Senate Bill 50 would have allowed for building housing near key job centers and public transportation and includes strong protections against displacement for renters and vulnerable communities in those areas.
AB 68 legalized the widespread construction of “Granny Flats,” or Accessory Dwelling Units (ADUs), as easy-to-build affordable housing. By removing the barriers to constructing these affordable homes, AB 68 created a pathway for 1.8 million new homes.
AB 725 requires local governments to plan for small, naturally affordable homes as a part of their regional housing mix. It calls for 25 percent of moderate-income and above-moderate-income housing to be located in areas where multi-family housing is legal, rather than in single-family zones where housing is more expensive. We should support these more naturally-affordable housing types and AB 725.
AB 3182 makes it legal for homeowners whose properties are in a homeowner’s association (HOA) to rent their homes out. Approximately 25 percent of all housing in California is in an HOA, but under current law, HOA’s can legally ban renters — dramatically reducing the amount of rental housing available. AB 3182 makes it legal to rent in an HOA, and will expand the amount of rental housing available to renters at all income levels.
SB 1120 would allow two homes on every property zoned for single-family homes in California. It would also allow single-family properties to be split into two lots, increasing the total potential to four homes (two primary residences and two ADUs). The bill could lead to a substantial increase in the amount of housing available in neighborhoods throughout the state.
Read our letter of support for SB 1120 here.
SB 330 prohibits local jurisdictions from enacting new laws that would have the effect of reducing the legal limit on new housing within their borders or delay new housing via administrative or other regulatory barriers.
Proposition 15 closes $12 billion in tax loopholes for wealthy corporations across the state, and designates the funds for essential local services in every county, including our schools, health care services, housing for the homeless, firefighters, safe drinking water, and disaster preparedness. The measure exempts homeowners, renters, small businesses and agricultural land, and prioritizes transparency and accountability by requiring public disclosure of all new revenues and how they are spent.
Proposition 16 would amend the California Constitution to allow the state to enact programs that can help correct historic inequities like racial discrimination in housing, in the workplace, and in educational institutions. If voters approve Proposition 16 to repeal Prop 209, the Legislature could reinstate programs such as Affirmative Action. We believe that such policies are needed to allow the state to address racial inequities across a broad swath of California public policy, including housing.
AB 881 solves many technical barriers homeowners face while trying to build an ADU on their property. In combination with AB 68, this bill paved the way for roughly 1.8 million new ADUs.
AB 2923 makes it legal for the Bay Area Rapid Transit District (BART) to build multi-family, mixed-income housing on its parking lots and other land it owns throughout the Bay Area. The bill is expected to produce over 20,000 new homes — 7,000 of which will be affordable to lower-income residents.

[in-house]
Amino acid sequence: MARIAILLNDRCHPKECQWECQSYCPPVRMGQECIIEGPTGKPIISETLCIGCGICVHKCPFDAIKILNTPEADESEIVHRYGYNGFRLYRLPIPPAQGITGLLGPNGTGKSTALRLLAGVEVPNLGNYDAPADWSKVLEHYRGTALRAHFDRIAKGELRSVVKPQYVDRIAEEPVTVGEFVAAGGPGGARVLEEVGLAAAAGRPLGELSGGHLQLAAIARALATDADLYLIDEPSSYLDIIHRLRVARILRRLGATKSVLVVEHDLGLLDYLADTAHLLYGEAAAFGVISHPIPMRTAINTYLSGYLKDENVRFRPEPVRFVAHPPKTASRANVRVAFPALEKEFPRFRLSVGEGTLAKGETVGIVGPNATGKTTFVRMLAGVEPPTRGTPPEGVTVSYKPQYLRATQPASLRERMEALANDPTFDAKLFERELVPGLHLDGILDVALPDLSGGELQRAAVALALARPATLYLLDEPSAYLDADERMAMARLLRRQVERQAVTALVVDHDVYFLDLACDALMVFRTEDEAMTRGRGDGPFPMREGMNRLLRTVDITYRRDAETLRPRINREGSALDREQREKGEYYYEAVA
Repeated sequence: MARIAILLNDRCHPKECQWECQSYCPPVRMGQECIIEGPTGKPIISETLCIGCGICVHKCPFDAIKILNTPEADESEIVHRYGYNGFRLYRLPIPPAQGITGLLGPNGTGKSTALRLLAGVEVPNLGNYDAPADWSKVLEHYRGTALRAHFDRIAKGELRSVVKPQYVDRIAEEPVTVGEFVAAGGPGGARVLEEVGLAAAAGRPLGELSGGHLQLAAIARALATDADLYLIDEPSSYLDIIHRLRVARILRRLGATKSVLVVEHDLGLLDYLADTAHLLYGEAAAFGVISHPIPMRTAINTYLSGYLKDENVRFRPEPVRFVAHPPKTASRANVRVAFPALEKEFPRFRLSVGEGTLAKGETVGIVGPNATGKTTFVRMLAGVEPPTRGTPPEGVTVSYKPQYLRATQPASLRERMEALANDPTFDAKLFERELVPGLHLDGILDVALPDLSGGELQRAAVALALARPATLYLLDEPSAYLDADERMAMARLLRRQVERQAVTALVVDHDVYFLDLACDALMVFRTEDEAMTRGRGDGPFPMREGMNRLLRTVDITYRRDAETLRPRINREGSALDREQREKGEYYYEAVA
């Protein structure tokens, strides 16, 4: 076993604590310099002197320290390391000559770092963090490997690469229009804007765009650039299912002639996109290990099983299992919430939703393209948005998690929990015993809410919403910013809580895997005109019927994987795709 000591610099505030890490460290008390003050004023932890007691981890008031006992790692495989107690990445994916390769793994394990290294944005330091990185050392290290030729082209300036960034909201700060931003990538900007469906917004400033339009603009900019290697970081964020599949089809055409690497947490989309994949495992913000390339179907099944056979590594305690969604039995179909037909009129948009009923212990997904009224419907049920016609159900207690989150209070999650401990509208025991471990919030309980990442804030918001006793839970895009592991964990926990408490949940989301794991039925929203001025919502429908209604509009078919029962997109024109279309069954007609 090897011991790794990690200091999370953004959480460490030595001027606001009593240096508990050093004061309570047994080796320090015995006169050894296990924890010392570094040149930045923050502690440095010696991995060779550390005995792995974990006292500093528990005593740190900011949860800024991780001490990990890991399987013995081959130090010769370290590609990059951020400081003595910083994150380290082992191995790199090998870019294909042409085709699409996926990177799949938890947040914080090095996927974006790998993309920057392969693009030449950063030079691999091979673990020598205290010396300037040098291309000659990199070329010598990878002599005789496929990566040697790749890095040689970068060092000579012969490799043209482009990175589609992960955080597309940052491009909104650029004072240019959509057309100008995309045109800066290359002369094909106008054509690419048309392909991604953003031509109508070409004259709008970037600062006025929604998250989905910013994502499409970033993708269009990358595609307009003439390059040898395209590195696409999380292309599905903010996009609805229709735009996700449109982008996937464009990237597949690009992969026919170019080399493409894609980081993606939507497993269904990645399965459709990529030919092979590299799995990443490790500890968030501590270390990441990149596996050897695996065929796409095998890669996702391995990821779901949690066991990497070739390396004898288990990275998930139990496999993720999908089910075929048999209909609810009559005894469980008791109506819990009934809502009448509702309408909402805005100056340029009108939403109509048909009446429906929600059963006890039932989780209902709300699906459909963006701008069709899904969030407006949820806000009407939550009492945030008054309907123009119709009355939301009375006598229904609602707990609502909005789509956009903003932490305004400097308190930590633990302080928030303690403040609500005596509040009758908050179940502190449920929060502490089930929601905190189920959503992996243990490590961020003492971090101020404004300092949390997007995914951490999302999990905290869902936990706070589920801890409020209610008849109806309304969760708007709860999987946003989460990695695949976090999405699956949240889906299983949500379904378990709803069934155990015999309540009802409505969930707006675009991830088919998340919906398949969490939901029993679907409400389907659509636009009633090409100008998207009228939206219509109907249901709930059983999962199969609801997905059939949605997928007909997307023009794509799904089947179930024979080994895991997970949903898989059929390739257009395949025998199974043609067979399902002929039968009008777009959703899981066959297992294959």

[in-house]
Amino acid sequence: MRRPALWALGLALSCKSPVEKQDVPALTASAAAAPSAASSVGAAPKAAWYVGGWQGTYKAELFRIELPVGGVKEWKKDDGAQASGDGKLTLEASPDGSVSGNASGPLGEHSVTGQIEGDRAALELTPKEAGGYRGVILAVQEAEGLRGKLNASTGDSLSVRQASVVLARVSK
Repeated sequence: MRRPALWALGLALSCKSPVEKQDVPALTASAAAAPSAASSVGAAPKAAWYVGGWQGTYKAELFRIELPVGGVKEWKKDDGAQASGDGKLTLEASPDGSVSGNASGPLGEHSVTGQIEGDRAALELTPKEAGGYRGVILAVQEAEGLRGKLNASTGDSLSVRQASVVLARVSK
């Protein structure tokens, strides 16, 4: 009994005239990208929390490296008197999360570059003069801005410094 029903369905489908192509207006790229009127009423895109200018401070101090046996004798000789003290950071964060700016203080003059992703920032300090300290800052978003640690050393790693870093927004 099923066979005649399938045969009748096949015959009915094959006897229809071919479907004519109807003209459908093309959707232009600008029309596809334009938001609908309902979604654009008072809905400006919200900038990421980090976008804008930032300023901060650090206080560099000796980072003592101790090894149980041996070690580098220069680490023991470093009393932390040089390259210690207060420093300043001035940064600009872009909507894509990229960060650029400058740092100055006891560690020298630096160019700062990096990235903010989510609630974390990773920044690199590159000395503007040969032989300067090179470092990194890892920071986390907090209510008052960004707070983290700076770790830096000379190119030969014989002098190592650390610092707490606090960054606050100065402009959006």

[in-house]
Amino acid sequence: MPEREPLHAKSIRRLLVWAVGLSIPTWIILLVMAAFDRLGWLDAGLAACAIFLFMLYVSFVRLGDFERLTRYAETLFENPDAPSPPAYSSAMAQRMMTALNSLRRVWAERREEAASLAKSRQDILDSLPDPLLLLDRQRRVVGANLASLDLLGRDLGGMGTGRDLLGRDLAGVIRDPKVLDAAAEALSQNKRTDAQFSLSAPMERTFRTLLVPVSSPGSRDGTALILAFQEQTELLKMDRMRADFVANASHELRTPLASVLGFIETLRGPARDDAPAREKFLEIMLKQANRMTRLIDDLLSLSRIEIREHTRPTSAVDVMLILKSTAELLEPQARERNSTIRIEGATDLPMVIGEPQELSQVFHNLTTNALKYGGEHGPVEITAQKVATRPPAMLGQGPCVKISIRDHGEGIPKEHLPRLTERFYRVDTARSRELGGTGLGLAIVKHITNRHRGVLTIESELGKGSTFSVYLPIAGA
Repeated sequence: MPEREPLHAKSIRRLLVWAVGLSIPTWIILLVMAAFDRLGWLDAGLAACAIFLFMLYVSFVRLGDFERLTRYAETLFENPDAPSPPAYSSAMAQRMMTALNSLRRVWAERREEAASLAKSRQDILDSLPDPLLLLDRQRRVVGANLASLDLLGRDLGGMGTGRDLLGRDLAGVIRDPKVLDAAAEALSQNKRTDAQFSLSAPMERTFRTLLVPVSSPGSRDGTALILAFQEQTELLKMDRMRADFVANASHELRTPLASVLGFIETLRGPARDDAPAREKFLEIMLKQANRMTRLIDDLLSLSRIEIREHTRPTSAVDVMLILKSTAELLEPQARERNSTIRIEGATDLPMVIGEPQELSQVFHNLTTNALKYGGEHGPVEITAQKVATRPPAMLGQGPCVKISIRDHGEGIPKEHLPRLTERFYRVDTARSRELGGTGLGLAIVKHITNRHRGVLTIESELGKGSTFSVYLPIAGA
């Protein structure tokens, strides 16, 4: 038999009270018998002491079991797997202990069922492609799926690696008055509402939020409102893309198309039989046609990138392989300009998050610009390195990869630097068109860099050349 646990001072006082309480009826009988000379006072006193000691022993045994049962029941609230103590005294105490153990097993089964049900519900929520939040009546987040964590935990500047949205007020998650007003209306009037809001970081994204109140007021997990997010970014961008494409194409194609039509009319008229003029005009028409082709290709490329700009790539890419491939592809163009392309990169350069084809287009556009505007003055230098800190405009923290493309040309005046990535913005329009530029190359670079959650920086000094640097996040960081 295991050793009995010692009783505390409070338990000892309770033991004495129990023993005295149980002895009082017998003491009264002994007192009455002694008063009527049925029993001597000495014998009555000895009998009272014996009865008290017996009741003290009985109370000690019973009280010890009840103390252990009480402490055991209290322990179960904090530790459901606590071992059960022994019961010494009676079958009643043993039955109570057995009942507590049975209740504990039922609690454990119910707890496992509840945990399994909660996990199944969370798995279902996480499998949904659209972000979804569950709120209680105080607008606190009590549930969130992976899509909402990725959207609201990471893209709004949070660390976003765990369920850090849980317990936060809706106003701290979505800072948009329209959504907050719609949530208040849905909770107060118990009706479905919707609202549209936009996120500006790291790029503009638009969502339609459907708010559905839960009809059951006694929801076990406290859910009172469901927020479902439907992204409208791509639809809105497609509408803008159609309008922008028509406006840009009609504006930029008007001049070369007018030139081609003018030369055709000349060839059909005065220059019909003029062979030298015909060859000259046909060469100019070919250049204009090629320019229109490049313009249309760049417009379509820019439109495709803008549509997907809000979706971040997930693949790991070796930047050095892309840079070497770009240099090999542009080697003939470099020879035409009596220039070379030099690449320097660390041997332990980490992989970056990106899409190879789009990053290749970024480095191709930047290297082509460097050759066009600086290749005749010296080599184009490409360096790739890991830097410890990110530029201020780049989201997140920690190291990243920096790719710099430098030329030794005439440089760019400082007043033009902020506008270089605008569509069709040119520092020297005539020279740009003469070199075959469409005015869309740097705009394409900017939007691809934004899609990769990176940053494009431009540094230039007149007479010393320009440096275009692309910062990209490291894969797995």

ACA 1 is a proposed California Constitutional amendment on the 2020 ballot that would make it legal for a 55% majority of voters in a city to approve new funding for affordable housing and other vital urban infrastructure. Currently, efforts to raise new funds for affordable housing must be approved by 67% of voters — a threshold that is unreasonably high. The law would have made a huge difference in places like San Jose, Santa Rosa, and Santa Cruz, which in November 2018 tried — and failed — to pass housing bonds to support local affordable housing. Had ACA 1 been law at the time, each bond would have passed. ACA 1 would make it easier for cities across California to build more low-income housing.
You can read our full letter supporting ACA 1 here.
SCA-1 is a proposed California Constitutional amendment on the 2020 ballot that would repeal Article 34 of the California State Constitution. Article 34 requires a local government to hold an election every time a low rent building is built with 51 percent or more of government funds. Being able to vote on whether one will have low-income neighbors is inherently exclusionary, and it is morally reprehensible that California still requires this. We applaud SCA 1 for proposing to fully repeal this provision, and we look forward to mobilizing for its passage at the ballot box.
You can read our full letter of support for SCA 1 here.
The New Exclusionary Zoning By John Mangin (2014)
Regulation and the High Cost of Housing in California By John Quigley and Steven Raphael (2005)
Do Strict Land Use Regulations Make Metropolitan Areas More Segregated by Income? By Michael C. Lens & Paavo Monkkonen (2016)
The Effect of Density Zoning on Racial Segregation in U.S. Urban Areas By Jonathan Rothwell and Douglas S. Massey (2009)
Why is Manhattan So Expensive? Regulation and the Rise in Housing Prices By Edward L. Glaeser and Joseph Gyourko (2009)
Producing Affordable Housing in Rising Markets: What Works? By Lance Freeman and Jenny Schuetz (2016)
Does Luxury Housing Construction Increase Nearby Rents? By Evan Mast (2018)
Affordable Housing Primer By Shane Philips (2020)
Our research catalog is an ever-growing list of academic papers. While we do not endorse the papers on this list and this list is not exhaustive, it can certainly be used to better understand the causes and solutions to our housing crisis. Check it out here: cayimby.org/research